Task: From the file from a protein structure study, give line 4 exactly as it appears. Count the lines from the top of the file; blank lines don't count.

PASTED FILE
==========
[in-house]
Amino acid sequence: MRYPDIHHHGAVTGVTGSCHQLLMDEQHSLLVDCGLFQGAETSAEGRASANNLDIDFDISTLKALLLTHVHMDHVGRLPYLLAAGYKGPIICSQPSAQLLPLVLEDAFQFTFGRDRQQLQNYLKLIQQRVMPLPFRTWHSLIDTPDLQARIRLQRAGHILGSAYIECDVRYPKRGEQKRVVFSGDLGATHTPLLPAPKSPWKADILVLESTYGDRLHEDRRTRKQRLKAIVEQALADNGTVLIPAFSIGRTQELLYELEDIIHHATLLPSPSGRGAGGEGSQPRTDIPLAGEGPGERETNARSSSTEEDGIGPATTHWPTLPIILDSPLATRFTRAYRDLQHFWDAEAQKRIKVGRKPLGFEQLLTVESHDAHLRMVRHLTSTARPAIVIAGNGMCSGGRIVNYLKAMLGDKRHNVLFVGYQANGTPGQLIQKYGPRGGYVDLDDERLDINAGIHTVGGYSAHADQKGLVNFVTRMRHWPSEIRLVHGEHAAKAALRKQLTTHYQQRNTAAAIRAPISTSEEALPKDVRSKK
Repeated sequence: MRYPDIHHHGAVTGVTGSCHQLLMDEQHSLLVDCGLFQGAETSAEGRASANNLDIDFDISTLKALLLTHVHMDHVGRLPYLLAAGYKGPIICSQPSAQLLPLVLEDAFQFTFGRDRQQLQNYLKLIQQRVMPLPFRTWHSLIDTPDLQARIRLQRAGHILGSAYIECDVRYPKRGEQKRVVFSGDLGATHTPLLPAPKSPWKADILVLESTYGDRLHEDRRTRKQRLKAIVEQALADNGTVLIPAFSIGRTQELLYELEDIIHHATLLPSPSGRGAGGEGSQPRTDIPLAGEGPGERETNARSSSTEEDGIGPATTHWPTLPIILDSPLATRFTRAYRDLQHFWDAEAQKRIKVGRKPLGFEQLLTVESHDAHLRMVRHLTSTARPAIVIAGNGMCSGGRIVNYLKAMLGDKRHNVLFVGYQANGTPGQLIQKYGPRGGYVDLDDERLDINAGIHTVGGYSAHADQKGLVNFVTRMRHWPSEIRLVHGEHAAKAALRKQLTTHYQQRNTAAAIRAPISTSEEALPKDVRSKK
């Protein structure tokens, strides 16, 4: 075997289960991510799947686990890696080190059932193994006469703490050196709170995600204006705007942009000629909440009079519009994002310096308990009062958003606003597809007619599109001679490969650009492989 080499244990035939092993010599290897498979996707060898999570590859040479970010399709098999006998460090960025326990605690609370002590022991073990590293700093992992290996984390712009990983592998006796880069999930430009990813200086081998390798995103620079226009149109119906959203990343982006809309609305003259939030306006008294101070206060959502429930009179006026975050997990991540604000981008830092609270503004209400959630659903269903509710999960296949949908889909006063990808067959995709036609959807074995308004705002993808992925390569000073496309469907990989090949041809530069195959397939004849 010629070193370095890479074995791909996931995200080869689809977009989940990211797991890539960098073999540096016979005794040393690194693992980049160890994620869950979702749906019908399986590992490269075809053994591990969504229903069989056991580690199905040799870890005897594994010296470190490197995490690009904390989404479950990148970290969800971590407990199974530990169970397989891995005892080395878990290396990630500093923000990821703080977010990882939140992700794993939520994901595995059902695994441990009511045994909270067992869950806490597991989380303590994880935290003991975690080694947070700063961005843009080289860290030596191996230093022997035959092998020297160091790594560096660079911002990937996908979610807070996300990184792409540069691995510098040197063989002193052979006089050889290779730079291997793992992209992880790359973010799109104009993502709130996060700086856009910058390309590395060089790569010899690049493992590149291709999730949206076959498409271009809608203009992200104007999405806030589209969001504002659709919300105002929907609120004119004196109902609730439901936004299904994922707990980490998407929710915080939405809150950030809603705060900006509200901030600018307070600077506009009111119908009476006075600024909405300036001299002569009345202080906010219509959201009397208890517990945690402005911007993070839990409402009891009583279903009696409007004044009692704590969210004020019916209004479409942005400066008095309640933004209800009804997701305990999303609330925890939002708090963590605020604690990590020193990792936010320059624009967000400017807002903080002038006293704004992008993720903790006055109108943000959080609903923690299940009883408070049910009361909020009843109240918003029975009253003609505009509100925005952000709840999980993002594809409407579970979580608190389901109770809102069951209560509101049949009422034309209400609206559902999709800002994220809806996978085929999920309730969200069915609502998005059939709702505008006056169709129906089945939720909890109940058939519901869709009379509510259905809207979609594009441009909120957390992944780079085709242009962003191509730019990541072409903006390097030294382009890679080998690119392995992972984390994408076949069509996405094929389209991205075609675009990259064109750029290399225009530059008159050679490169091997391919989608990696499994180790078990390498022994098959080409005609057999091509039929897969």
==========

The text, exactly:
């Protein structure tokens, strides 16, 4: 075997289960991510799947686990890696080190059932193994006469703490050196709170995600204006705007942009000629909440009079519009994002310096308990009062958003606003597809007619599109001679490969650009492989 080499244990035939092993010599290897498979996707060898999570590859040479970010399709098999006998460090960025326990605690609370002590022991073990590293700093992992290996984390712009990983592998006796880069999930430009990813200086081998390798995103620079226009149109119906959203990343982006809309609305003259939030306006008294101070206060959502429930009179006026975050997990991540604000981008830092609270503004209400959630659903269903509710999960296949949908889909006063990808067959995709036609959807074995308004705002993808992925390569000073496309469907990989090949041809530069195959397939004849 010629070193370095890479074995791909996931995200080869689809977009989940990211797991890539960098073999540096016979005794040393690194693992980049160890994620869950979702749906019908399986590992490269075809053994591990969504229903069989056991580690199905040799870890005897594994010296470190490197995490690009904390989404479950990148970290969800971590407990199974530990169970397989891995005892080395878990290396990630500093923000990821703080977010990882939140992700794993939520994901595995059902695994441990009511045994909270067992869950806490597991989380303590994880935290003991975690080694947070700063961005843009080289860290030596191996230093022997035959092998020297160091790594560096660079911002990937996908979610807070996300990184792409540069691995510098040197063989002193052979006089050889290779730079291997793992992209992880790359973010799109104009993502709130996060700086856009910058390309590395060089790569010899690049493992590149291709999730949206076959498409271009809608203009992200104007999405806030589209969001504002659709919300105002929907609120004119004196109902609730439901936004299904994922707990980490998407929710915080939405809150950030809603705060900006509200901030600018307070600077506009009111119908009476006075600024909405300036001299002569009345202080906010219509959201009397208890517990945690402005911007993070839990409402009891009583279903009696409007004044009692704590969210004020019916209004479409942005400066008095309640933004209800009804997701305990999303609330925890939002708090963590605020604690990590020193990792936010320059624009967000400017807002903080002038006293704004992008993720903790006055109108943000959080609903923690299940009883408070049910009361909020009843109240918003029975009253003609505009509100925005952000709840999980993002594809409407579970979580608190389901109770809102069951209560509101049949009422034309209400609206559902999709800002994220809806996978085929999920309730969200069915609502998005059939709702505008006056169709129906089945939720909890109940058939519901869709009379509510259905809207979609594009441009909120957390992944780079085709242009962003191509730019990541072409903006390097030294382009890679080998690119392995992972984390994408076949069509996405094929389209991205075609675009990259064109750029290399225009530059008159050679490169091997391919989608990696499994180790078990390498022994098959080409005609057999091509039929897969």